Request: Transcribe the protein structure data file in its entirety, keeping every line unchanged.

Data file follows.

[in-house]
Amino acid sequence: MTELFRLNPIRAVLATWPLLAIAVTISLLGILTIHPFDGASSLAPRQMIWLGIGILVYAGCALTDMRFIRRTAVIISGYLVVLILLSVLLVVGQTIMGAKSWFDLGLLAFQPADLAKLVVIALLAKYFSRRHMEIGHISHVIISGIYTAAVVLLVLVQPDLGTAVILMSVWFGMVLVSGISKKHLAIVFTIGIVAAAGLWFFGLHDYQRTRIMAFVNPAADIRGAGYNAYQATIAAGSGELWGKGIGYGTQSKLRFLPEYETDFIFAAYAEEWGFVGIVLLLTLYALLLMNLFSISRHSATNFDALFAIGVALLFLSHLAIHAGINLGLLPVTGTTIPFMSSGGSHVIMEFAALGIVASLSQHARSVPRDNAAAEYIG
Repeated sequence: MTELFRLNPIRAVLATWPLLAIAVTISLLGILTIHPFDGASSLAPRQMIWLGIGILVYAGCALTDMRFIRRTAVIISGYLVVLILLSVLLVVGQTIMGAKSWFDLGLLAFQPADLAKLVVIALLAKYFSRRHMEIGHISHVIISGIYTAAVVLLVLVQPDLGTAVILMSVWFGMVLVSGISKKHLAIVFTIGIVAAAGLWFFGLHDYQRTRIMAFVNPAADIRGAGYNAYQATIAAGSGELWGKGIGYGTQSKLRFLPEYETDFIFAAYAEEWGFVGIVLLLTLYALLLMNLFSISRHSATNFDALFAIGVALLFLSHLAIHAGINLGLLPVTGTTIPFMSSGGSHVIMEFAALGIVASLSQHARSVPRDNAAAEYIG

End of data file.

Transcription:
[in-house]
Amino acid sequence: MTELFRLNPIRAVLATWPLLAIAVTISLLGILTIHPFDGASSLAPRQMIWLGIGILVYAGCALTDMRFIRRTAVIISGYLVVLILLSVLLVVGQTIMGAKSWFDLGLLAFQPADLAKLVVIALLAKYFSRRHMEIGHISHVIISGIYTAAVVLLVLVQPDLGTAVILMSVWFGMVLVSGISKKHLAIVFTIGIVAAAGLWFFGLHDYQRTRIMAFVNPAADIRGAGYNAYQATIAAGSGELWGKGIGYGTQSKLRFLPEYETDFIFAAYAEEWGFVGIVLLLTLYALLLMNLFSISRHSATNFDALFAIGVALLFLSHLAIHAGINLGLLPVTGTTIPFMSSGGSHVIMEFAALGIVASLSQHARSVPRDNAAAEYIG
Repeated sequence: MTELFRLNPIRAVLATWPLLAIAVTISLLGILTIHPFDGASSLAPRQMIWLGIGILVYAGCALTDMRFIRRTAVIISGYLVVLILLSVLLVVGQTIMGAKSWFDLGLLAFQPADLAKLVVIALLAKYFSRRHMEIGHISHVIISGIYTAAVVLLVLVQPDLGTAVILMSVWFGMVLVSGISKKHLAIVFTIGIVAAAGLWFFGLHDYQRTRIMAFVNPAADIRGAGYNAYQATIAAGSGELWGKGIGYGTQSKLRFLPEYETDFIFAAYAEEWGFVGIVLLLTLYALLLMNLFSISRHSATNFDALFAIGVALLFLSHLAIHAGINLGLLPVTGTTIPFMSSGGSHVIMEFAALGIVASLSQHARSVPRDNAAAEYIG